“[T]he Oriental is far ahead of us in the practice of abstraction in general, both in his philosophy and in the 'reading' of his art”. 1 - Michel Tapié
Japanese Gutai Art in the 1960s European Art Scene
Toshio Yoshida's Untitled (Lot 40), from 1960, is an important material for analysis of the 1960s art history. Its renowned provenance and its publishing and exhibition history document the course of cross-cultural interaction between the East Asia and Europe in the post-war period, and the acceptance of Japanese avant-garde artists in the 1960s European art scene.
Yoshida's Untitled was formerly collected by the tremendously influential European art critic, Michel Tapié. With an exceptionally discerning insight, Tapié was an early supporter of Art Informel in Europe and Abstract Expressionism in the USA, he held exhibitions for Georges Mathieu, Lucio Fontana, and Jackson Pollock. He was also the first Western critic to perform serious studies and critiques of the group of avant-garde Japanese artists in Gutai Art Association (Gutai). His intense interest in this group grew out of the “Gutai” journal publication that was mailed from Osaka, Japan. In 1957, Tapié personally visited Osaka to meet with Gutai artists and gain a deeper understanding of their creative concepts (Fig. 1); after his visit, he made plans with the Gutai founder Yoshihara Jiro for exchanges between Gutai and Western artists. In 1959, he arranged for works by Gutai artists to be shipped from Osaka for exhibition in Turin, Italy. Tapié devoted much effort to promoting diverse philosophies of art and aesthetics, for instance, he established the International Center for Aesthetic Research in 1960, where exhibitions were held for Western artists such as Fontana as well as Japanese Gutai artists. Tapié introduced Asian art to the European art world of his time, and advocated appreciation of art from different cultures.
Toshio Yoshida took part in the 1959 Tokyo show entitled “15 Vanguard Japanese Artists Selected by Michel Tapié”; he was also one of the seventeen Gutai artists chosen by Tapié for the Italian exhibition, “Continuité et avant-garde au Japon.” Yoshida's 1960 painting, Untitled, was one of the works shown in this important exhibition, and was also featured in the exhibition catalog. This same Untitled was also featured in the “Gutai 11” (Fig. 2) volume of the Gutai journal published on November 11, 1960, which was a special anthology, jointly edited by Tapié and Yoshihara Jiro, that covered the International Sky Festival and the 9th Gutai Art Exhibition.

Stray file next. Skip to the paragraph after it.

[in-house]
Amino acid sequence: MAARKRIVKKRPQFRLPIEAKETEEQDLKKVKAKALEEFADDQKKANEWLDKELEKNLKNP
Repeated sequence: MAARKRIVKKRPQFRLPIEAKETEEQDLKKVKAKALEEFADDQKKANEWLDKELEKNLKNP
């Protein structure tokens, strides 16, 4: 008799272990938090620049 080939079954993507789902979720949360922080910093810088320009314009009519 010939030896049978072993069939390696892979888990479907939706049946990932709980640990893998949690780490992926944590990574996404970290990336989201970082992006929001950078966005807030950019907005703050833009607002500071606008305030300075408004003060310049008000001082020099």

As one of the founding members of the Gutai group, Yoshida actively participated in various exhibitions from its founding in 1954 to its dissolution in 1972. Nevertheless, Yoshida was also one of the six artists to which Yoshihara Jiro made reference in the “Gutai Manifesto” that the group announced in 1956.
Palpable Structure and Processes
Amorphous Materials Segmentation of Perpendicular Space
Analysis of Yoshida's creative work in the first decade (1954- 1964) shows three main focuses of the artist - amorphous materials, texture and structure; and process of creation. Ropes, burn marks, single block of oil paint, liquid pigments, cotton cloth, and foam were applied by Yoshida, these amorphous materials, given even the slightest artificial human intervention, undergo a change in state. This concept figured prominently in the 2nd Gutai “Art on the Stage” exhibition of 1958, where Yoshida and Kyoko Morita performed their “Ceremony of Cloth,” in which their human figures became enwrapped in long swathes of cloth, showing the change of shape of material (Fig. 3).
Yoshida's interest in texture and structure, was shown in “The Experimental Outdoor Modern Art Exhibition to Challenge the Burning Mid-summer Sun” at Ashiya park in 1955. As part of this exhibition, he embedded white wooden poles into the soil ground to form a straight line, and by painting the tops of those poles in different colors, divided the space into two (Fig. 4). The exploration of structure further developed the richness in exaggerated textures and complicated structures found in his works.
Yoshida believed that art is about process and beyond the end product, which established as performance elements in his art creation. In 1956, for the 2nd Gutai Exhibition, Yoshida stood on a ladder and used a water sprinkler to spray pigments on a canvas laid out flat on the floor. The 1960 Untitled presented here was produced in the same semi-automated performance process. The pigments in this work are layered and built up the dense and irregular form so that each work has its own unique surface that appears as a palpable structure rather than a mere surface. The work displays complex textures, and while its rough, uneven surface was formed by artificial, semi-automated methods, it nevertheless resembles natural texture of stone; the surface mottling and the veins left by drip marks have congealed and remain as part of the work. In his early works, Yoshida preferred earth tones, close to the colours of mud or clay, as his base colours; red, green and yellow were used but later sporadically covered by creamy white, dark mossy green, and black.